After my two new Israeli friends dropped me off near the Old City of Jerusalem, I began scanning the streets for WiFi networks so I could lookup the address of Heritage House, a hostel where anyone of Jewish heritage can stay for absolutely free.
Man, unlike Birthright, this place was all about religious propaganda.
Everyone inside dressed very very orthodox, and the first thing I was handed upon checking in was a schedule of the following day’s courses on Judaism, Torah study, and the like. Their rules were very conservative – guys and girls stay in different buildings, and everyone had to be in by midnight and out by 9am. I was the only person there without a yarmulke. The guy at the front desk must’ve asked me 10 times if I’d be attending any of the following day’s classes at Aish Hatorah. It’s very, very nice that they provide a free place to stay – but somehow I can’t imagine staying there long 🙂
The first thing I did after checking in was to head across the street for a piece of pizza. I knew of a place right nearby, where I stopped to ask for directions to Heritage House. The guy saw me with my backpack and knew I was a budget traveler. When I went inside and asked for a slice, here’s what he said:
Pizza Guy: “To tell you the truth, it’s quite expensive here – if you don’t mind walking about ten minutes in that direction it’s less touristy, and I’m sure you can find something for much cheaper.”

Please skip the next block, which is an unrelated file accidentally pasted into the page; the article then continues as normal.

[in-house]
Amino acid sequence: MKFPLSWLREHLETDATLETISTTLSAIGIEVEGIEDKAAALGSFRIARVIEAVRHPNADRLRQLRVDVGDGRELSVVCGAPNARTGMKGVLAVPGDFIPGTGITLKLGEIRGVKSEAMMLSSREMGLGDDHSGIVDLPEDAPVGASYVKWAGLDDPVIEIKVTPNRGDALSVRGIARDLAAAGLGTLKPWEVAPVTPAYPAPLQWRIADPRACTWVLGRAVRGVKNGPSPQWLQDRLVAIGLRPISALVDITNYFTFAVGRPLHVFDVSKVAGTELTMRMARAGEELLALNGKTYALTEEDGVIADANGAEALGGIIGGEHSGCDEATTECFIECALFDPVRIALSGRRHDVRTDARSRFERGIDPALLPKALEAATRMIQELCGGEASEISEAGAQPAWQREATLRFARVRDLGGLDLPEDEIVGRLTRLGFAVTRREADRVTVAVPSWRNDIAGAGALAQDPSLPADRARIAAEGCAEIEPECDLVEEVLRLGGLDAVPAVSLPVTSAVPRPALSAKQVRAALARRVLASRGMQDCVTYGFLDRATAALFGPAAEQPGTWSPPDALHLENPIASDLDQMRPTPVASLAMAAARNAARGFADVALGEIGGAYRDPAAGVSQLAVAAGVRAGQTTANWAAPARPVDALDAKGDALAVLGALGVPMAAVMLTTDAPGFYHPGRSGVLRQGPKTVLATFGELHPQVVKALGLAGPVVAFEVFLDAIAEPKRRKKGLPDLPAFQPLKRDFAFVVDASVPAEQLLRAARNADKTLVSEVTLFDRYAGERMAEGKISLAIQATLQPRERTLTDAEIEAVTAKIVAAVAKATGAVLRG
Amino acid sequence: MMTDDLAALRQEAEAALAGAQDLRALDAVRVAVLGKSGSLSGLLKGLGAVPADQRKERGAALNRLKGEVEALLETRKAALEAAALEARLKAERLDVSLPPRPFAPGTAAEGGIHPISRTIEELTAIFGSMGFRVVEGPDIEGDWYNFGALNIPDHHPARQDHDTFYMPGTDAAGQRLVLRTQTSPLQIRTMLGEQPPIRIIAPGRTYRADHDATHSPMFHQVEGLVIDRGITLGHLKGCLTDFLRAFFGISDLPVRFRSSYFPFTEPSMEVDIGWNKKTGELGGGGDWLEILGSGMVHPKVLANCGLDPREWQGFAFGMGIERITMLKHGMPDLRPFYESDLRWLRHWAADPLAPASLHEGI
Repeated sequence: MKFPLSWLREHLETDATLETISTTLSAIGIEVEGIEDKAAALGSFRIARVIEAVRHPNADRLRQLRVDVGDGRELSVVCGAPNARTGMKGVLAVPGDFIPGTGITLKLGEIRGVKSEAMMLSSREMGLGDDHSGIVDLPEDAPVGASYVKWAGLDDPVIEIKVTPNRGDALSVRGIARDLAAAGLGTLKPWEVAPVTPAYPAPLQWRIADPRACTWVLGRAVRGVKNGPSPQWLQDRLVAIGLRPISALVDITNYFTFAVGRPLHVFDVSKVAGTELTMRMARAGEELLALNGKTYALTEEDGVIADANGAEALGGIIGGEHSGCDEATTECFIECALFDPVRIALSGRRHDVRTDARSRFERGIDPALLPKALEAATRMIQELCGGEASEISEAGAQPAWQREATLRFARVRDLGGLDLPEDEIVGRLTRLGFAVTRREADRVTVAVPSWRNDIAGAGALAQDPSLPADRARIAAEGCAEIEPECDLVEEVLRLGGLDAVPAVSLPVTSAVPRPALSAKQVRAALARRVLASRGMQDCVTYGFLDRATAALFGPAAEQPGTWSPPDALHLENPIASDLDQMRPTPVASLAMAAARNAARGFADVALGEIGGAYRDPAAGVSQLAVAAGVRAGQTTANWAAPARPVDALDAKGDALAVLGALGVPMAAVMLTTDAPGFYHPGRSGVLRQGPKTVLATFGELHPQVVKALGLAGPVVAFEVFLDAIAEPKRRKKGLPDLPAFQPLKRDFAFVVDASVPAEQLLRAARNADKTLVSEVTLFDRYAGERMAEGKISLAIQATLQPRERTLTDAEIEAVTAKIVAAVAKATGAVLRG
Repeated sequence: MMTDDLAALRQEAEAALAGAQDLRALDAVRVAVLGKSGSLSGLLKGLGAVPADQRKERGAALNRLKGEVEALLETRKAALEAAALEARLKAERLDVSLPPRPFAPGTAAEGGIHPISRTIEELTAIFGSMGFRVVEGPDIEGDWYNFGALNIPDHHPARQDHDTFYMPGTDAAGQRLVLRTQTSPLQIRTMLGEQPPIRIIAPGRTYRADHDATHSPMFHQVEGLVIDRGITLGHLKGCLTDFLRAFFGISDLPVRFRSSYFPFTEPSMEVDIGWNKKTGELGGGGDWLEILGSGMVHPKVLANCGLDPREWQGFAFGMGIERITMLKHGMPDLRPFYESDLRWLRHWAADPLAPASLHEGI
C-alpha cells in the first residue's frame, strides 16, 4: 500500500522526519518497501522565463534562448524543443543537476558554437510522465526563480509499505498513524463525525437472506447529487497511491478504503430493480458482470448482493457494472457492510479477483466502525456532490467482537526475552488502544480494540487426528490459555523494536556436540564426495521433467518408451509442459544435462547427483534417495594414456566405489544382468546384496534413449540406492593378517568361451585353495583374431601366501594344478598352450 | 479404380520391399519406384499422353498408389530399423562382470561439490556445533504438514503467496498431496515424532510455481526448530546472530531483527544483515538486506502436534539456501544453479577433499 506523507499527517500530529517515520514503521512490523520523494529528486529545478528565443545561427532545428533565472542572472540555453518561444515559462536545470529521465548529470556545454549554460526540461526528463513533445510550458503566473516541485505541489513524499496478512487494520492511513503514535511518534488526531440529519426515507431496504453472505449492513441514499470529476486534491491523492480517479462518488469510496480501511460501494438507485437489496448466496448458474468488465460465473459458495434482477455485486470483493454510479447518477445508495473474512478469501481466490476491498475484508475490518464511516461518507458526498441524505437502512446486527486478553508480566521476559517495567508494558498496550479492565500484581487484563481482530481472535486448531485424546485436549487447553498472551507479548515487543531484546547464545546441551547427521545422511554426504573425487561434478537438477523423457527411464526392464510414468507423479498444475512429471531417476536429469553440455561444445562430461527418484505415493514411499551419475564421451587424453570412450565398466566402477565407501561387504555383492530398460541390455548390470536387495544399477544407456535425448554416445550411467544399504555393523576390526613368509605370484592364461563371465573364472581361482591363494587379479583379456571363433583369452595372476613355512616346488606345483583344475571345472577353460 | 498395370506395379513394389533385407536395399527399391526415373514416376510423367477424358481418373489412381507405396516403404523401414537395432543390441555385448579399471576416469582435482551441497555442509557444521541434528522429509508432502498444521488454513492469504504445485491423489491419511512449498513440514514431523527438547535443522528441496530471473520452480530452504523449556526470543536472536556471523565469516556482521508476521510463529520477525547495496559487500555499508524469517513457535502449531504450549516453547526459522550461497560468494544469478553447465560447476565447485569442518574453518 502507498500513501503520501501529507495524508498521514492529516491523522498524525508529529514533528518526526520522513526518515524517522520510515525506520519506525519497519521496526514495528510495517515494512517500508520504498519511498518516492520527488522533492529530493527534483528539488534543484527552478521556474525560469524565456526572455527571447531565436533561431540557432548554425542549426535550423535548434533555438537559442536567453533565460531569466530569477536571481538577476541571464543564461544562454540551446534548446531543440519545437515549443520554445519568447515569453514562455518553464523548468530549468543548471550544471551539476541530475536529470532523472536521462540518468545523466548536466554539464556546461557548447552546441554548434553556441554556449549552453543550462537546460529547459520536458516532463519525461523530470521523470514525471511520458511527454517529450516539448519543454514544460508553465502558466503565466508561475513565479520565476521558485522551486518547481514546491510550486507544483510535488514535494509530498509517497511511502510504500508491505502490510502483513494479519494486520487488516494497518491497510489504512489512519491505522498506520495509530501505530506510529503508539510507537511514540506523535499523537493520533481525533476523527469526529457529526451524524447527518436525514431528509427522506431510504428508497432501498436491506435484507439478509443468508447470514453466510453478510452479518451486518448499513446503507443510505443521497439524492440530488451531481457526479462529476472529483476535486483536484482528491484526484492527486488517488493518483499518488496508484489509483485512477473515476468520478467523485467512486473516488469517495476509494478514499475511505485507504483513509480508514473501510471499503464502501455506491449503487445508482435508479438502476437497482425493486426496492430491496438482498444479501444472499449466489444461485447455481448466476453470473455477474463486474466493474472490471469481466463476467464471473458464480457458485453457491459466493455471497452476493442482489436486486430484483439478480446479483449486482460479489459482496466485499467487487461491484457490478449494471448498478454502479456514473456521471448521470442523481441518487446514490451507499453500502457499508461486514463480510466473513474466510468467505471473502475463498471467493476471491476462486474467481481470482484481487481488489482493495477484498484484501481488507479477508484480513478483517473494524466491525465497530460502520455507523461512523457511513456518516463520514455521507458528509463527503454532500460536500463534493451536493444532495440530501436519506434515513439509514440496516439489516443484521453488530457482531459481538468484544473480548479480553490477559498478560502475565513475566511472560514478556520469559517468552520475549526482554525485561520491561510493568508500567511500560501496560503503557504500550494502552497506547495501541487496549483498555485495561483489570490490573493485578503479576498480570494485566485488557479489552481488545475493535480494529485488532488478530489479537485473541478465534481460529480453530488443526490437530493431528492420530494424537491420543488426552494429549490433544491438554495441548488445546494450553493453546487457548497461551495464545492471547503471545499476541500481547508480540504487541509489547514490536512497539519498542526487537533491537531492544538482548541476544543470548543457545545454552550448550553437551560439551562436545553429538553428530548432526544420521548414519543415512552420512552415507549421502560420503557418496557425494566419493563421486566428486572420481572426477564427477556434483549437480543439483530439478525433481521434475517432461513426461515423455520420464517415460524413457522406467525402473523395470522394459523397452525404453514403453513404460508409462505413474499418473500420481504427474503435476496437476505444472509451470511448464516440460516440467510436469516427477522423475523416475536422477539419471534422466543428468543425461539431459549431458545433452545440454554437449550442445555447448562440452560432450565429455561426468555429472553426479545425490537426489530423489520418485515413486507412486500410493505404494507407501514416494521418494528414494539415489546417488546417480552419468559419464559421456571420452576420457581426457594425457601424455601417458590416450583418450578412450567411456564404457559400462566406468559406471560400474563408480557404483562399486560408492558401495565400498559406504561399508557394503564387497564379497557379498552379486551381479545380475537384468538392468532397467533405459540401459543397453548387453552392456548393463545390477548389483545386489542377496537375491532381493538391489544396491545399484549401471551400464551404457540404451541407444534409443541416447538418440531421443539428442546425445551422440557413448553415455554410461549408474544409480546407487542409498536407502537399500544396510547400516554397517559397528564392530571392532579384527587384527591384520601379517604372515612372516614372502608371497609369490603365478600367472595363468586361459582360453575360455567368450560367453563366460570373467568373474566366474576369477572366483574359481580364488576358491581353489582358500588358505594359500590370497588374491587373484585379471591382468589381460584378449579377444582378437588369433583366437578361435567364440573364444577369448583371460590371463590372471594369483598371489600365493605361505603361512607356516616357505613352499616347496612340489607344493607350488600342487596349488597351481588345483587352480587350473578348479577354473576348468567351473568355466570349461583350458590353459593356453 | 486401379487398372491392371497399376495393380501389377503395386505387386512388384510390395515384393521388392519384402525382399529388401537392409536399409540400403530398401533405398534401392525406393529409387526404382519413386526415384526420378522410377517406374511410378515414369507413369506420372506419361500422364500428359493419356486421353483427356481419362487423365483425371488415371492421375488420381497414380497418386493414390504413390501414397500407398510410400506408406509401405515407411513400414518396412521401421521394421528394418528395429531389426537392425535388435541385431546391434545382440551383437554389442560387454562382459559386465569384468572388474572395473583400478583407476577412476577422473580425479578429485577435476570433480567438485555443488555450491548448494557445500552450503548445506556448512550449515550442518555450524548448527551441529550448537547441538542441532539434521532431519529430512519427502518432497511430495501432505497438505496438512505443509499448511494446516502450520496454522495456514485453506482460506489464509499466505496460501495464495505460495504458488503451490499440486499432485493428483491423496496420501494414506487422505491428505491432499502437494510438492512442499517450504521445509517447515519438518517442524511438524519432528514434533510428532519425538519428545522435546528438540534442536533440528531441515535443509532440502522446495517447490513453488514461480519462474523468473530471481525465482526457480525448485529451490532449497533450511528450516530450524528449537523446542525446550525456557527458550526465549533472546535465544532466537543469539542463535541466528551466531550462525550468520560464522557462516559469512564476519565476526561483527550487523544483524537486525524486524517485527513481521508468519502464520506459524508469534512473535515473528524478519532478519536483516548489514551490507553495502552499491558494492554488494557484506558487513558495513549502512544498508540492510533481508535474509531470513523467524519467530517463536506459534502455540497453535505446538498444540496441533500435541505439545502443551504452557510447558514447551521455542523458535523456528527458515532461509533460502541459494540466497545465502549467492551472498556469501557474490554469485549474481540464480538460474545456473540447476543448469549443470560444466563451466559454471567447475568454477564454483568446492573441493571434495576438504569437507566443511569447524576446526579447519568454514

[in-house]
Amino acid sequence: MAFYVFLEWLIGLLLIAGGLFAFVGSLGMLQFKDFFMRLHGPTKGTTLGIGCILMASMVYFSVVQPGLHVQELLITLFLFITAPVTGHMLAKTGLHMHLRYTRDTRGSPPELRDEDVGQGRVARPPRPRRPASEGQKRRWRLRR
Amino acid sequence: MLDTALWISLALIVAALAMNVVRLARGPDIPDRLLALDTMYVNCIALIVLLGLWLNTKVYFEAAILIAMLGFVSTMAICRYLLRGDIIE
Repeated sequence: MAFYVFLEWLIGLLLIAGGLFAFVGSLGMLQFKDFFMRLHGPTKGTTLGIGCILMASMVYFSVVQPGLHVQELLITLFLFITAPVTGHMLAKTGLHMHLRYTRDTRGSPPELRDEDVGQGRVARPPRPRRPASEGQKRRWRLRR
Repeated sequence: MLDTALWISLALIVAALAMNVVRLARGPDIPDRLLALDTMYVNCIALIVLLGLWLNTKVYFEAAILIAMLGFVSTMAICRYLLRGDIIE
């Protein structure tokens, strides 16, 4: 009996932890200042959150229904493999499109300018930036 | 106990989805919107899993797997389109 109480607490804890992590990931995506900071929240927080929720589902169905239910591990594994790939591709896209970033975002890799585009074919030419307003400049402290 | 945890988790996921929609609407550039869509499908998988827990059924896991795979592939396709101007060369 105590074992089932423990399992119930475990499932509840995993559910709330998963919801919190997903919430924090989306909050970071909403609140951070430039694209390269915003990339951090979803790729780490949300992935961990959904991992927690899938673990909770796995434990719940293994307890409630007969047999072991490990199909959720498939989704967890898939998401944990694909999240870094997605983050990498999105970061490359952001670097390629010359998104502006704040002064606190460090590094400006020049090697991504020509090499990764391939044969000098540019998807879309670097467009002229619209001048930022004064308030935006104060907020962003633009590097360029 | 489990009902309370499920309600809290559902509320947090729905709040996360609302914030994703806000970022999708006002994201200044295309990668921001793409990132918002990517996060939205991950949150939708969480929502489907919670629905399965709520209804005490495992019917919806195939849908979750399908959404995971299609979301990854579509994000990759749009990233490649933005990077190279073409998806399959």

Justin: “Wow, thanks so much for your concern! I’m absolutely exhausted and starving though, I think I’ll go for just one…”
PG: “No problem – I just wanted to give you a heads up, because sometimes people are surprised at costs in Israel, especially after coming from somewhere as inexpensive as Egypt. I hope you’ve got the budget for it!”
J: “Actually, I really don’t – I’ve been on the road for two months and am right about to head home to try and refill the bank account. That’s alright though, after all, it’s only a couple more days, right? 🙂 ”
PG: “Well, here then – how about a discount? The price on the menu is 12 sheckels a piece. How about 7?”
Man, Israelis are so nice!
Since I had to be out of Heritage House by 9am the next morning, I found myself waking up early and waiting 45 minutes for a nearby laundromat to open before starting the day’s activities. I travel VERY light while backpacking, usually washing each piece of clothing right after wearing it – but since Dahab only had saltwater faucets I found myself with a bit of an accumulation.
Then I started going through my day’s checklist. I had a number of things to see, most of which required a very specific and tight schedule. By sheer luck, things went smoothly and I managed them all.
First I went to buy a ticket to enter the Kotel Tunnels – an underground tunnel exposing the Western Wall of the Temple Mount in its original full length. Normally these tickets must be bought days in advance, but I managed to squeeze in at 4pm.
Then I went onto the Temple Mount itself, where tourists are allowed to go right up to the Dome of the Rock – but only before 10am. It was 9:55. I put my bag through the X-Ray machine and was told that I couldn’t bring a laptop inside…and that they wouldn’t watch it for me. Crap!